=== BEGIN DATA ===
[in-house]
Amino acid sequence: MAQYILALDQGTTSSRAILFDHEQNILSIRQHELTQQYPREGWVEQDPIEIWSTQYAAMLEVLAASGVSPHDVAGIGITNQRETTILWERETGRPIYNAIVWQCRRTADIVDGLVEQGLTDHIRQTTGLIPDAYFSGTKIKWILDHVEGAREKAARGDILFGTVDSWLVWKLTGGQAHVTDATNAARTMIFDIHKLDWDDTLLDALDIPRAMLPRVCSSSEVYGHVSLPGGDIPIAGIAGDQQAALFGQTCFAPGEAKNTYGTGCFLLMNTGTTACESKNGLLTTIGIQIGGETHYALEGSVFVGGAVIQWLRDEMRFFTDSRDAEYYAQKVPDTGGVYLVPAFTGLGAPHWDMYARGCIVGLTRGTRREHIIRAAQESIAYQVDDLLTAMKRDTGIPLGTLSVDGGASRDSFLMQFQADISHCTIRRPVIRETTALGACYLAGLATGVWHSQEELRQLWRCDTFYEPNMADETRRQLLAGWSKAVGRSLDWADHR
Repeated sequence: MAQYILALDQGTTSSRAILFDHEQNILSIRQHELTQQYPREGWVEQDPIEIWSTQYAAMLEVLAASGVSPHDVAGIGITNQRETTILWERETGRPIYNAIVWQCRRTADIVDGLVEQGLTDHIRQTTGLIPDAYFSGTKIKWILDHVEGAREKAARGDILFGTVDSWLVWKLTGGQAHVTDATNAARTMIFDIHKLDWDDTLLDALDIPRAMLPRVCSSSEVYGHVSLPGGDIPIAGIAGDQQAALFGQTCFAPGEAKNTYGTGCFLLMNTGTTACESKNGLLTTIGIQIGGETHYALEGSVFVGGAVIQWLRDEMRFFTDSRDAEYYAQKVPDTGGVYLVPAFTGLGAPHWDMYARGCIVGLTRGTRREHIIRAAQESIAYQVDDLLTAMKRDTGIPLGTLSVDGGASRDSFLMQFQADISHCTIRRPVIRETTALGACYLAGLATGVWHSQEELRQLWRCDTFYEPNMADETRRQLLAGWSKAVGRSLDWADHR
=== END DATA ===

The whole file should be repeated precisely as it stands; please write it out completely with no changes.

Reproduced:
[in-house]
Amino acid sequence: MAQYILALDQGTTSSRAILFDHEQNILSIRQHELTQQYPREGWVEQDPIEIWSTQYAAMLEVLAASGVSPHDVAGIGITNQRETTILWERETGRPIYNAIVWQCRRTADIVDGLVEQGLTDHIRQTTGLIPDAYFSGTKIKWILDHVEGAREKAARGDILFGTVDSWLVWKLTGGQAHVTDATNAARTMIFDIHKLDWDDTLLDALDIPRAMLPRVCSSSEVYGHVSLPGGDIPIAGIAGDQQAALFGQTCFAPGEAKNTYGTGCFLLMNTGTTACESKNGLLTTIGIQIGGETHYALEGSVFVGGAVIQWLRDEMRFFTDSRDAEYYAQKVPDTGGVYLVPAFTGLGAPHWDMYARGCIVGLTRGTRREHIIRAAQESIAYQVDDLLTAMKRDTGIPLGTLSVDGGASRDSFLMQFQADISHCTIRRPVIRETTALGACYLAGLATGVWHSQEELRQLWRCDTFYEPNMADETRRQLLAGWSKAVGRSLDWADHR
Repeated sequence: MAQYILALDQGTTSSRAILFDHEQNILSIRQHELTQQYPREGWVEQDPIEIWSTQYAAMLEVLAASGVSPHDVAGIGITNQRETTILWERETGRPIYNAIVWQCRRTADIVDGLVEQGLTDHIRQTTGLIPDAYFSGTKIKWILDHVEGAREKAARGDILFGTVDSWLVWKLTGGQAHVTDATNAARTMIFDIHKLDWDDTLLDALDIPRAMLPRVCSSSEVYGHVSLPGGDIPIAGIAGDQQAALFGQTCFAPGEAKNTYGTGCFLLMNTGTTACESKNGLLTTIGIQIGGETHYALEGSVFVGGAVIQWLRDEMRFFTDSRDAEYYAQKVPDTGGVYLVPAFTGLGAPHWDMYARGCIVGLTRGTRREHIIRAAQESIAYQVDDLLTAMKRDTGIPLGTLSVDGGASRDSFLMQFQADISHCTIRRPVIRETTALGACYLAGLATGVWHSQEELRQLWRCDTFYEPNMADETRRQLLAGWSKAVGRSLDWADHR